Updated: May 6, 2022
Comparing files, not a difficult task, easy peasy. Comparing files visually, not so much. Now and then, almost everyone will have a need to look at two versions of the same document and try to find the subtle differences between them. Sometimes, the application you're working with will have a built-in comparison feature, which makes things simpler. Sometimes, you will have to figure it out on your own, or use a dedicated program.
In Linux, there is a wealth of file comparison tools and utilities available, most of them built on top of the command-line diff program. They all follow the same basic principle of showing you two versions of the same file, side by side, and highlighting the changes and differences (hence the name). But one program stands out in this domain, and it's meld. To wit, we shall review.
Spot the differences
Meld is a GUI program, designed for two-way AND three-way file comparisons. It can compare text files side by side, but also recurse through entire directories and show you the full range of relevant differences there. The program also works with version control tools, so you can compare code commits, file edits, and alike. You can install meld in most Linux distributions from their relevant repos without any great fussing.
Once you launch it, the main interface allows you to perform (one of its) three core functions. If anything, this is the most confusing part of the program. Click on File comparison, and it will pop open two file selection fields just underneath (and optionally, the third one, too). But the fields are aligned to the main menu categories above, so it may give you a wrong impression that you're selecting something related to Directory comparison or Version control view. But once you get past this wee hurdle, you're golden.
Simple, intuitive, elegant
Meld turns the file comparison task into a pleasant one. You can clearly see where the differences lie. Optionally, you can use syntax highlighting (for supported file formats, of which there be many), as well as word wrapping. You can then manually move changes left and right, with each little arrow showing you where and how the blocks of text would flow.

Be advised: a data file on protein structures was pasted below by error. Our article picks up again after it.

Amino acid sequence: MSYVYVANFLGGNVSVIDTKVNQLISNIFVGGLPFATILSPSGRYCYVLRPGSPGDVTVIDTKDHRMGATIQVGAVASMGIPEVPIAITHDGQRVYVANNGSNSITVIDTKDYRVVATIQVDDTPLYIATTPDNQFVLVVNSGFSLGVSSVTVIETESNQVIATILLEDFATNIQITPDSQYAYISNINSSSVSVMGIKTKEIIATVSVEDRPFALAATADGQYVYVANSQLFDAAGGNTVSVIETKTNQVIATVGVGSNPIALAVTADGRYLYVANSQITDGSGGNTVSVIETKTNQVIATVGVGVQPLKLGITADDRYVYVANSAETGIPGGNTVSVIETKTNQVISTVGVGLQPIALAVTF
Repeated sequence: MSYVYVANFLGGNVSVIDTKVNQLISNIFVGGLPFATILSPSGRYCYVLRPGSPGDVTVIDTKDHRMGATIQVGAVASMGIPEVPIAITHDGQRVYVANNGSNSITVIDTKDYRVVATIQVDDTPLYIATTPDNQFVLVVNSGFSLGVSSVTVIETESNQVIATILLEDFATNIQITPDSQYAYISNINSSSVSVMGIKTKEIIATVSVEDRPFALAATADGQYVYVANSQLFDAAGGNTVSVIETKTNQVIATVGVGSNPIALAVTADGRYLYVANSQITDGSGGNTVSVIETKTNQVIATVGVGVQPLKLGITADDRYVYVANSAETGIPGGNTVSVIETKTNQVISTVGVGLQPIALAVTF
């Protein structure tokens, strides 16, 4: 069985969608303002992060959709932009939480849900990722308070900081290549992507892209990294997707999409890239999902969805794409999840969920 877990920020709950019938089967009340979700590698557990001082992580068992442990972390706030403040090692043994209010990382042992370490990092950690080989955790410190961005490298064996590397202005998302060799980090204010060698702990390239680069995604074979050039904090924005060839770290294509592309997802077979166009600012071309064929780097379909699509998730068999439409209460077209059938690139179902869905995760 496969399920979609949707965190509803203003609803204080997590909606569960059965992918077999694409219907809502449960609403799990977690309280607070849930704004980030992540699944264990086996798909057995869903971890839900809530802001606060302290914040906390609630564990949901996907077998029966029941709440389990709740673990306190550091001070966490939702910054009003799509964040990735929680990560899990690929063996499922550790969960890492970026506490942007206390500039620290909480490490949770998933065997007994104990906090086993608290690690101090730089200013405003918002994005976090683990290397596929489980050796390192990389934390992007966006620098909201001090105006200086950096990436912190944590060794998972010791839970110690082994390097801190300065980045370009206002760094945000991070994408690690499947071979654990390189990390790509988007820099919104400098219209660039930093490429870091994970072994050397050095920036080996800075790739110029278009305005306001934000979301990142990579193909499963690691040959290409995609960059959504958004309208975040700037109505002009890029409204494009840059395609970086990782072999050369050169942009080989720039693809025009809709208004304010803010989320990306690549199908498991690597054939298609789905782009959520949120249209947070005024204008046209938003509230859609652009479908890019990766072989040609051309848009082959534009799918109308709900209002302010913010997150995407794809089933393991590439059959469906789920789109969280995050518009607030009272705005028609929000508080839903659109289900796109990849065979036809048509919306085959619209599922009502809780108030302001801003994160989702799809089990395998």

Meld also has a tabbed interface (for any pair or trio of compared files, or the other two types of comparisons), so you can have it all shown in one window, nice and tidy. The GUI lets you advance change by change, push/pull changes in both directions, and you can even set synchronization points, which means you can work on changes only within a part of your files and not the entire contents. The document panes are fully writable, so you can simply insert the mouse cursor, and then type. Then, Meld also lets you format your changes as patch files. Very neat.
Not only is Meld practical and powerful, you also have a fair deal of flexibility in how you do things. You can choose the display font, enable text wrapping, highlight syntax, add line numbers, and then some. For folder comparisons, you can decide what method to use, including NTFS-compatible timestamp resolution. With version control, you can set the order on how you manage changes and commits. Lastly, file and text filters allow you to ignore certain types of objects (like temporary files or lock files inside folders), so that your comparisons don't stumble on unimportant bits. It's all there.
There you go. Software-related enthusiasm be a rare emotion in me soul these days, but now and then, a nugget of gold erupts from the mire, and you're left with a grin on your weary face. Meld seems to be the program that has just the right dose of everything. It's neither under-engineered nor over-engineered, and it has no bloat. The only downside is the four seconds of confusion you suffer on first usage, and after that, it be smooth sailing.
If you're in need of a program to reliably and clearly help you track changes and diffs in your files and projects, and you want to do it in an elegant way, look no further than Meld. It has everything to support you in your mission, with an understated UI that delivers a solid punch. I think we're done here.